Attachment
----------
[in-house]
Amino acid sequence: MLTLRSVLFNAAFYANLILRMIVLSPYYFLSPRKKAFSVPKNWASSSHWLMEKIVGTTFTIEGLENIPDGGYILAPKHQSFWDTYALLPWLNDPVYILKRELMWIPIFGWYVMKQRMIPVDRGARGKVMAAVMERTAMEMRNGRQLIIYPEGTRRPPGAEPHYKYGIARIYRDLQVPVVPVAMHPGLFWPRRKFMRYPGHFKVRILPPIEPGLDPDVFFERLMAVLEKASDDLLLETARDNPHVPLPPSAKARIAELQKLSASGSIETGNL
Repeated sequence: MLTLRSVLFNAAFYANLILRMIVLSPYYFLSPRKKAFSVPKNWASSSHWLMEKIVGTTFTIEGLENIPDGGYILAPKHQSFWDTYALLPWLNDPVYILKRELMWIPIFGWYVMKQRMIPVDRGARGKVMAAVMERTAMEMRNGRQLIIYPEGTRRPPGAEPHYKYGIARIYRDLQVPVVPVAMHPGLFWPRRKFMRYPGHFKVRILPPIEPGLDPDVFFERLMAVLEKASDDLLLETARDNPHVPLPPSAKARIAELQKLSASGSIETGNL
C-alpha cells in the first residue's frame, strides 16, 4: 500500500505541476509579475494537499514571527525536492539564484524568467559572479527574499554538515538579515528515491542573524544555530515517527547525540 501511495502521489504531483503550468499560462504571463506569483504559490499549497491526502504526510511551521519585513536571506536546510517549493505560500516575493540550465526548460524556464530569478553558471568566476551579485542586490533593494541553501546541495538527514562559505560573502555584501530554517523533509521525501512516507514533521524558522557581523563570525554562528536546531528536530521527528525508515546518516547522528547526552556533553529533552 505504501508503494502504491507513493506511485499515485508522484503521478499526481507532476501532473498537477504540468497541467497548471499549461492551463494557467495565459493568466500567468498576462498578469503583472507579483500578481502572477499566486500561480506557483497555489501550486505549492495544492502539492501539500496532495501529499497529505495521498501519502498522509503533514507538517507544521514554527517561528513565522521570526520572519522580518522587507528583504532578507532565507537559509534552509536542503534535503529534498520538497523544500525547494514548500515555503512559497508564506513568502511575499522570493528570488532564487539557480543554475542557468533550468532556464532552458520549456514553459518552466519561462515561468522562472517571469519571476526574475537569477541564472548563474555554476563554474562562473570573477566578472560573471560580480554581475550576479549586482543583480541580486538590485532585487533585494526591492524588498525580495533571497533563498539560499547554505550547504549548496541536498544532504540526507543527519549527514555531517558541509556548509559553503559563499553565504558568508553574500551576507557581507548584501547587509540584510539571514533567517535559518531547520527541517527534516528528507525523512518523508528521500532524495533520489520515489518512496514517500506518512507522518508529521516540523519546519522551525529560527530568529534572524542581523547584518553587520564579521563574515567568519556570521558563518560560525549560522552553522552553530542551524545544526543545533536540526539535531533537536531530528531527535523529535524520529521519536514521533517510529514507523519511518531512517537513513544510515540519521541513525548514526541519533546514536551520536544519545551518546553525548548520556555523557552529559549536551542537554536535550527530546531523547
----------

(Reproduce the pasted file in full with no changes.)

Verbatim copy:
[in-house]
Amino acid sequence: MLTLRSVLFNAAFYANLILRMIVLSPYYFLSPRKKAFSVPKNWASSSHWLMEKIVGTTFTIEGLENIPDGGYILAPKHQSFWDTYALLPWLNDPVYILKRELMWIPIFGWYVMKQRMIPVDRGARGKVMAAVMERTAMEMRNGRQLIIYPEGTRRPPGAEPHYKYGIARIYRDLQVPVVPVAMHPGLFWPRRKFMRYPGHFKVRILPPIEPGLDPDVFFERLMAVLEKASDDLLLETARDNPHVPLPPSAKARIAELQKLSASGSIETGNL
Repeated sequence: MLTLRSVLFNAAFYANLILRMIVLSPYYFLSPRKKAFSVPKNWASSSHWLMEKIVGTTFTIEGLENIPDGGYILAPKHQSFWDTYALLPWLNDPVYILKRELMWIPIFGWYVMKQRMIPVDRGARGKVMAAVMERTAMEMRNGRQLIIYPEGTRRPPGAEPHYKYGIARIYRDLQVPVVPVAMHPGLFWPRRKFMRYPGHFKVRILPPIEPGLDPDVFFERLMAVLEKASDDLLLETARDNPHVPLPPSAKARIAELQKLSASGSIETGNL
C-alpha cells in the first residue's frame, strides 16, 4: 500500500505541476509579475494537499514571527525536492539564484524568467559572479527574499554538515538579515528515491542573524544555530515517527547525540 501511495502521489504531483503550468499560462504571463506569483504559490499549497491526502504526510511551521519585513536571506536546510517549493505560500516575493540550465526548460524556464530569478553558471568566476551579485542586490533593494541553501546541495538527514562559505560573502555584501530554517523533509521525501512516507514533521524558522557581523563570525554562528536546531528536530521527528525508515546518516547522528547526552556533553529533552 505504501508503494502504491507513493506511485499515485508522484503521478499526481507532476501532473498537477504540468497541467497548471499549461492551463494557467495565459493568466500567468498576462498578469503583472507579483500578481502572477499566486500561480506557483497555489501550486505549492495544492502539492501539500496532495501529499497529505495521498501519502498522509503533514507538517507544521514554527517561528513565522521570526520572519522580518522587507528583504532578507532565507537559509534552509536542503534535503529534498520538497523544500525547494514548500515555503512559497508564506513568502511575499522570493528570488532564487539557480543554475542557468533550468532556464532552458520549456514553459518552466519561462515561468522562472517571469519571476526574475537569477541564472548563474555554476563554474562562473570573477566578472560573471560580480554581475550576479549586482543583480541580486538590485532585487533585494526591492524588498525580495533571497533563498539560499547554505550547504549548496541536498544532504540526507543527519549527514555531517558541509556548509559553503559563499553565504558568508553574500551576507557581507548584501547587509540584510539571514533567517535559518531547520527541517527534516528528507525523512518523508528521500532524495533520489520515489518512496514517500506518512507522518508529521516540523519546519522551525529560527530568529534572524542581523547584518553587520564579521563574515567568519556570521558563518560560525549560522552553522552553530542551524545544526543545533536540526539535531533537536531530528531527535523529535524520529521519536514521533517510529514507523519511518531512517537513513544510515540519521541513525548514526541519533546514536551520536544519545551518546553525548548520556555523557552529559549536551542537554536535550527530546531523547